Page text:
Legislative Council: Tuesday, June 27, 2023


Director of Public Prosecutions Office

In reply to the Hon. F. PANGALLO ().1 June 2023).

The Hon. K.J. MAHER (Minister for Aboriginal Affairs, Attorney-General, Minister for Industrial Relations and Public Sector): As Attorney-General, I am grateful to the staff of the Office of the Director of Public Prosecutions (ODPP) for their important contributions to justice in this state. They, along with other staff across the Attorney-General's Department, should be commended for their vital work.

The work done by staff in the ODPP is critically important, but also highly challenging. Lawyers and other ODPP staff regularly deal with confronting material, sensitive and urgent matters, and high work volumes.

This government is committed to promoting wellbeing and safety in all workplaces, including in the ODPP. There are a number of challenges being faced in that office, and it is for that reason that the Attorney-General's Department engaged an independent consultant, Ms Rosslyn Cox, to undertake a workplace wellbeing survey and provide recommendations. I am informed that this is the first targeted review into ODPP staff wellbeing undertaken since 2017.

I consider it important that ODPP staff feel able to fully and frankly engage in this process. Additionally, any personal information provided by staff must be handled with the appropriate level of confidentiality. It is therefore not my intention to table Ms Cox's report.

The state government has also provided additional resourcing to the ODPP to deal with large and complex matters, noting the resourcing impact of such matters. The 2022-23 state budget provided $6 million in additional funding for Operation Ironside, as well as a further $6.4 million in the 2022-23 Mid-Year Budget Review. In addition to Operation Ironside, a further $2.2 million was provided in the 2022-23 Mid-Year Budget review for other complex legal matters.

The honourable member also asked a number of questions of a statistical nature, on which I have sought advice from the Attorney-General's Department. I have been advised:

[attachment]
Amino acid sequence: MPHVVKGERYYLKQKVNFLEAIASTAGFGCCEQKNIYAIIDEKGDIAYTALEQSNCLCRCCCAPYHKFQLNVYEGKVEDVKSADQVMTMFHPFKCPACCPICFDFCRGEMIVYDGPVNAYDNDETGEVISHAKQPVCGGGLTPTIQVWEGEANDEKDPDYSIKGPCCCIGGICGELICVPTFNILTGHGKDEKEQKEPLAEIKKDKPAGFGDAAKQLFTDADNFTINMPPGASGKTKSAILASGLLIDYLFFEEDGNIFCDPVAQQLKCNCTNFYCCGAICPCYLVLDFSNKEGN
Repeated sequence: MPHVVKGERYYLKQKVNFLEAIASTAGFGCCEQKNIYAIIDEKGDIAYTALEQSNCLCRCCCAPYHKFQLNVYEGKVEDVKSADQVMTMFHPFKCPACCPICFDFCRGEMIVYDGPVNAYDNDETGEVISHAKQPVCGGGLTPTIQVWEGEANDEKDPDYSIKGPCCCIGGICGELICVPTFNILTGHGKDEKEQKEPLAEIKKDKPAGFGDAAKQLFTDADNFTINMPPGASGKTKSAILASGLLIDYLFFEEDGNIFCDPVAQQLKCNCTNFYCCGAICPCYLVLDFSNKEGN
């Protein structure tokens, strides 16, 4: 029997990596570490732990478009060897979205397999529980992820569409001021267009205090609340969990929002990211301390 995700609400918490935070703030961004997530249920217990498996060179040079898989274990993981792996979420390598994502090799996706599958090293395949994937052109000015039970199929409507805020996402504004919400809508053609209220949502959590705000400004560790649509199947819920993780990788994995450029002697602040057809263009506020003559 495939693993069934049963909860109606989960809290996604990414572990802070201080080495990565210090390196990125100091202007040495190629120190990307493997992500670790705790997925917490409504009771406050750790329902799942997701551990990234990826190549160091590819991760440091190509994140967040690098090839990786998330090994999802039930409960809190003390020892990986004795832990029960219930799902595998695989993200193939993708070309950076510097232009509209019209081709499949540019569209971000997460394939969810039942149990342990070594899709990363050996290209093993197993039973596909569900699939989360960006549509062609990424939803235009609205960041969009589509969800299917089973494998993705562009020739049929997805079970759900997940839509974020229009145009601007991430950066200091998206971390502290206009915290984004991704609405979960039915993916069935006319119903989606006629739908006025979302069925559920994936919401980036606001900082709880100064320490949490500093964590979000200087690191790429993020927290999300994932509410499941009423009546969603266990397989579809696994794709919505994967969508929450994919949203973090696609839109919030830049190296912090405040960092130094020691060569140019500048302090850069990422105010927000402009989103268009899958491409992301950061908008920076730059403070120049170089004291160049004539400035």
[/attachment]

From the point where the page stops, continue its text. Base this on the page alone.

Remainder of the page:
6. There is no useful metric of cases being 'pulled' or having 'fallen over'. Charges may be withdrawn if the director forms the view that there is no reasonable prospect of conviction. An alleged victim may decide that they do not want to give evidence and the director may not consider that it is in the public interest to compel them. Defendants may be found not guilty if the jury is not satisfied beyond reasonable doubt that they committed the offences with which they are charged. Such is the operation of an effective criminal justice system.

There were significant changes made to the criminal justice system in March 2018, known as 'major indictable reform'. Those changes significantly altered the way that charges progress through the courts and the points at which the Office of the DPP is involved in assessing the case. That makes comparison of conviction rates prior to 2018 difficult. Accordingly, my response is limited to the three financial years since those changes have been fully operational.

During this period, rates of conviction (post-committal) have remained generally stable:




There are also records of the number of occasions on which a nolle prosequi is entered. That might be a useful figure, because such an outcome may indicate a late assessment that there is no reasonable prospect of conviction. However, even the utility of that metric is limited because there are myriad reasons why this assessment may occur at a late stage (evidence may come to light at the last minute, a victim may decide that they cannot proceed, a crucial witness may die, etc). As with conviction rates, the number of nolle prosequi has also largely remained stable since major indictable reforms were implemented:




7. 170 staff have left the office since 2017. Of those, the following reasons have been given:

Appointed to judicial office—5



Transferred elsewhere in the public sector—67

Contract expired—26 (note that this does not include those employees who remained in the office but in employment of a different type, e.g. those who were in the administrative stream whose ASO classification contracts expired when they became legal officers upon admission to practice)

Employment terminated—1

TVSP or ESP—11

Death of employee—1

8. No ODPP staff have claims for injuries caused by any of these factors.